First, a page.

Modern Western society is fascinated with the idea of collapse, particularly in the United States. People watch Doomsday Preppers, follow blogs on Peak Oil, and think about what their world would look like if banks failed. Even before the Club of Rome’s report in the 1970s, many scholars have long warned about modern civilization’s over-reliance on non-renewable resources, minerals and fuels. There is a faction within the environmental movement now that warns of collapse with such intensity that its members almost appear to desire it. When people talk about the collapse of a great civilization, they typically reach back to ancient Rome. In my class “Foundations of Global Studies Theory” course I use a blog post by Ugo Bardi called “Peak Civilization: the Fall of the Roman Empire,” which always sparks interesting conversations about energy in our modern world. While Rome is one possible comparator, one can perhaps make an even better connection between modern civilization and an even earlier period of globalization. There was a time when the key commodity was tin, and most of the mines lay in one particular region of Afghanistan. Without tin, there was no bronze, which meant that ancient armies relied on a commodity chain every bit as long and complex as those for the rare earths in modern smart phones. In 1177, The Year Civilization Collapsed, Eric Cline focuses on the Ancient Near East and its international system.
This period may appear remote from Global Studies, but globalization has deep roots. Before Columbus
sailed, the Arab world had its own period of globalization that saw travelers such as Ibn Battuta voyage from North Africa to Central Asia. Perhaps the first great period of globalization, however, came even earlier in the epoch around 1400-1200 BC. This was a world of diverse major powers -Assyrians, Egyptians, Hittites, and others- who engaged in diplomacy, intermarriage and trade. And then in a stunningly short period, this entire world collapsed. Why?
Traditionally, scholars have focused on a mysterious group called the Sea People, who overran one ancient civilization after another with the sole exception of ancient Egypt. Cline’s work seeks to examine this collapse of civilizations in a historical context, to better understand why many states failed at the same moment. Cline begins the work by making a direct comparison between the ancient Near East and the contemporary Middle East, which he says holds lessons for our globalized world today. Indeed, he says that this collapse is a better model for the present than ancient Rome precisely because it involved multiple civilizations.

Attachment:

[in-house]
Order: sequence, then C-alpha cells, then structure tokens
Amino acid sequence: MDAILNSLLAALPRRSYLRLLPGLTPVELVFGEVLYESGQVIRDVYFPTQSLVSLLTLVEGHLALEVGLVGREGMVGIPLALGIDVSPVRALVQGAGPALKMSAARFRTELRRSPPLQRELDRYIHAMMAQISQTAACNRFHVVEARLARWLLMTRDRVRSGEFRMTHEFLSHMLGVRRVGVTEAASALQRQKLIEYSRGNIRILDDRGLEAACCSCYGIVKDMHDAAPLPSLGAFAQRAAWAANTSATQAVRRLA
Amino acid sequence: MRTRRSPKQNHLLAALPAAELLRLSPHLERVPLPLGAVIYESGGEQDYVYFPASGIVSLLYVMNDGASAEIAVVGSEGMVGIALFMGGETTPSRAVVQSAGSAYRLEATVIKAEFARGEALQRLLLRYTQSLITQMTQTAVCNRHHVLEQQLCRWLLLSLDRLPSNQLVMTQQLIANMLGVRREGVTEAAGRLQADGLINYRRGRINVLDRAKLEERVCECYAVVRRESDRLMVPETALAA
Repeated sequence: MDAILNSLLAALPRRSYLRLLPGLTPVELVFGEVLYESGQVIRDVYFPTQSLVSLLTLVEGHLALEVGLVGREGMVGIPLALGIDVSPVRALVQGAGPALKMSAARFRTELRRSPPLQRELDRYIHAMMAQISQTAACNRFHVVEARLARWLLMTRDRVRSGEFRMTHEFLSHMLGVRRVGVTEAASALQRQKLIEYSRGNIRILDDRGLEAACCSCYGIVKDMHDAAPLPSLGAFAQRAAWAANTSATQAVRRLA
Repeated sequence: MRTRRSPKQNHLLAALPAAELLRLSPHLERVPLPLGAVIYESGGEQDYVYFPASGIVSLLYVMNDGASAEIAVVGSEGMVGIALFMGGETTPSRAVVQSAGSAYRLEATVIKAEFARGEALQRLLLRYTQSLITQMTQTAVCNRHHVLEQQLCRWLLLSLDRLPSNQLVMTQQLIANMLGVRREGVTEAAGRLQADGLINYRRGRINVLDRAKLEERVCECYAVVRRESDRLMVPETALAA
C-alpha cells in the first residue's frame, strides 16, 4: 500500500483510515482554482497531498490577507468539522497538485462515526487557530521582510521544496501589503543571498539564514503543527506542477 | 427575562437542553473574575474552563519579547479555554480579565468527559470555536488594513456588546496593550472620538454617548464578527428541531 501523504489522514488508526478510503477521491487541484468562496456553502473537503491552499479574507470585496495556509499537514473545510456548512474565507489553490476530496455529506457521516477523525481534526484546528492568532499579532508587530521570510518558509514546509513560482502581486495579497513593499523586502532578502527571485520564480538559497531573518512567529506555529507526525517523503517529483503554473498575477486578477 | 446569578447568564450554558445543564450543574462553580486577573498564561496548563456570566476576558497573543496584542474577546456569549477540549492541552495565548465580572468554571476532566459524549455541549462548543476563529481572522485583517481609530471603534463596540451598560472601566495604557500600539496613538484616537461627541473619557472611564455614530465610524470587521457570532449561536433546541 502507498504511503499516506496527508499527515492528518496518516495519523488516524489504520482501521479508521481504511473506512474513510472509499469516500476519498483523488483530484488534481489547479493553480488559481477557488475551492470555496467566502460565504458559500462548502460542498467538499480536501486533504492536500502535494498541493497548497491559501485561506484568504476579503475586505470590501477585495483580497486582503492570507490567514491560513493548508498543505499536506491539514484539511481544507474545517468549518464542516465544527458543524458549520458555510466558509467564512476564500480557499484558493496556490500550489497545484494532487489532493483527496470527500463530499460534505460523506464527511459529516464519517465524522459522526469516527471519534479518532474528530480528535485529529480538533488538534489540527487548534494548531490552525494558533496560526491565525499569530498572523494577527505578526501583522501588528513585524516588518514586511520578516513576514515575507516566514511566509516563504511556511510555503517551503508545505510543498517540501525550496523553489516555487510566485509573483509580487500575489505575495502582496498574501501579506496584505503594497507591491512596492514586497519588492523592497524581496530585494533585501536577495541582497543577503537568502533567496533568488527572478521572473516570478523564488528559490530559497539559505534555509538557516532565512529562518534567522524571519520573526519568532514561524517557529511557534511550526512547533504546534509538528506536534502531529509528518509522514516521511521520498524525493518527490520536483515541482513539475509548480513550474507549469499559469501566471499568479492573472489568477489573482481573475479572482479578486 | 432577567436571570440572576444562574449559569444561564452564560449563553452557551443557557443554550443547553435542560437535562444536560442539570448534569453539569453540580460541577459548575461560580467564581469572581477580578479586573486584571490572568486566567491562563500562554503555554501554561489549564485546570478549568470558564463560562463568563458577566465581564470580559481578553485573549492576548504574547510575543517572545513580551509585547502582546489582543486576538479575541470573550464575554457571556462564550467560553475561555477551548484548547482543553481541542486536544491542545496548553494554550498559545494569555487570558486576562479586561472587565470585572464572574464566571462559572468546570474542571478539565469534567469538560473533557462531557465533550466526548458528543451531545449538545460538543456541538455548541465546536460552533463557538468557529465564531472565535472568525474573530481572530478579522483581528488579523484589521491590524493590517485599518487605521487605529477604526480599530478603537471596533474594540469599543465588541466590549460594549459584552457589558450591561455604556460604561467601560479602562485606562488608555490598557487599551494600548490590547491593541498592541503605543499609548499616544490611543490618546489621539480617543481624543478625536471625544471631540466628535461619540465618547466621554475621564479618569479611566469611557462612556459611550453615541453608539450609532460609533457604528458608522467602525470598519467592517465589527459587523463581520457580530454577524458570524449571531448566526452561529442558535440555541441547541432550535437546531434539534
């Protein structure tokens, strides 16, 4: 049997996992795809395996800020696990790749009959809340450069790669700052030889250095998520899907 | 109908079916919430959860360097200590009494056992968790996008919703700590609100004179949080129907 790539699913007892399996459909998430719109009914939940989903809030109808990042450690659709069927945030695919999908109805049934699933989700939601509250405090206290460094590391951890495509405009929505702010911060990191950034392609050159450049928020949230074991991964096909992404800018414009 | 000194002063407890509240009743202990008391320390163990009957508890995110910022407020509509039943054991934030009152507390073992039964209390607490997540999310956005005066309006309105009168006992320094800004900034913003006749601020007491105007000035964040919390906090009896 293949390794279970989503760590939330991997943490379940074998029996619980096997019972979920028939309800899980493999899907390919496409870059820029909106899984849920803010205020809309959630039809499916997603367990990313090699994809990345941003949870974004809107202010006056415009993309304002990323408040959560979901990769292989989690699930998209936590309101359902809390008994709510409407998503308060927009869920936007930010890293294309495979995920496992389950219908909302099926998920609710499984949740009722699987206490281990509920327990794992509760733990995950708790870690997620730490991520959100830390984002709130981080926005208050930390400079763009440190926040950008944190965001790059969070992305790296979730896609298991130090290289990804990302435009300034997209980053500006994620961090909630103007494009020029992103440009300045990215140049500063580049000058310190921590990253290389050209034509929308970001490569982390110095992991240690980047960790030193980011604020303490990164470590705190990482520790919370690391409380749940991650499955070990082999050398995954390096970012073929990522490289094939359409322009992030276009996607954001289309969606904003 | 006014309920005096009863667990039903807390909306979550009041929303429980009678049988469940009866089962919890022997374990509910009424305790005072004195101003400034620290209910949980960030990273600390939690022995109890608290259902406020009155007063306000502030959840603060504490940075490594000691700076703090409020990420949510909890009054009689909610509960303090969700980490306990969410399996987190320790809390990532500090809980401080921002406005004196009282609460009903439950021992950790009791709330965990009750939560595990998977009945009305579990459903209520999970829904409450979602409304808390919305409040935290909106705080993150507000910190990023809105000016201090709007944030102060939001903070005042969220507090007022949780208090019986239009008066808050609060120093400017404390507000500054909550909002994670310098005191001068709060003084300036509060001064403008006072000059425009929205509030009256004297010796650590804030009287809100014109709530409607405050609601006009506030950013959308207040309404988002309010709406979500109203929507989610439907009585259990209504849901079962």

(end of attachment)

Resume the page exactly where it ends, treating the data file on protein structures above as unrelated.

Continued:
Cline’s strength is his deep knowledge of the literature, and broad understanding of the history of multiple states
during this period. He begins his study in 1477, and details the complex interactions between ancient cultures that have been preserved on papyrus and clay tablets. This section of his work discusses topics as wide ranging as ancient shipwrecks to marriage between neighboring dynasties. The wonderful graphics by D.H. Cline document this web of connections in a visual manner, and add greatly to the text.
While this historical background is a strength, it also becomes a weakness too, because this discussion the background comes to overshadow the collapse itself, which is the key topic of the book. Does the reader really need to know the details of the Battle of Megiddo or the archaeological evidence (and lack thereof) for the Biblical Exodus? Much of this material seems tangential to his thesis, so that he at times seems to be as interested in documenting a world as in making an argument. In part, the challenge may be that so much regarding this period remains a mystery, so that Cline spends a great deal of time describing what scholars don’t know. Who were the Sea People? Where did they come from? Which sites did they sack? Which cities may have been destroyed by internal rebellions? Why weren’t cities rebuilt? We know that various states and cities collapsed, but much less about why this breakdown took place.
In the end, Cline argues that the ancient world was overthrown by a “perfect storm,” which involved external invasion, an earthquake storm, drought and other factors. He also refers to chaos theory, in a brief final section. This material is intriguing, but the book still feels unbalanced, because it spends more time on the background to the collapse than the catastrophe itself. This section might have benefited from more explicit discussion of the theorists of collapse, such as Joseph Tainter. In my Global Studies theory class Tainter’s concept regarding the marginal utility of increasing complexity always leads to an interesting discussion about global energy supplies. It would also have been interesting to compare 1177 with 410/476 in Rome, in more than a passing way. In the end, with so much unknown, the reader is left uncertain what the lessons for the modern era were. This is unfortunate, because Cline is convincing that there are many parallels between this ancient international system and today’s world. Ultimately, his book is a richly researched and detailed overview of a lost period of globalization, which provides a new perspective on how civilizations may collapse.
Interested in international mysteries? Click here.
Shawn Smallman, Portland State University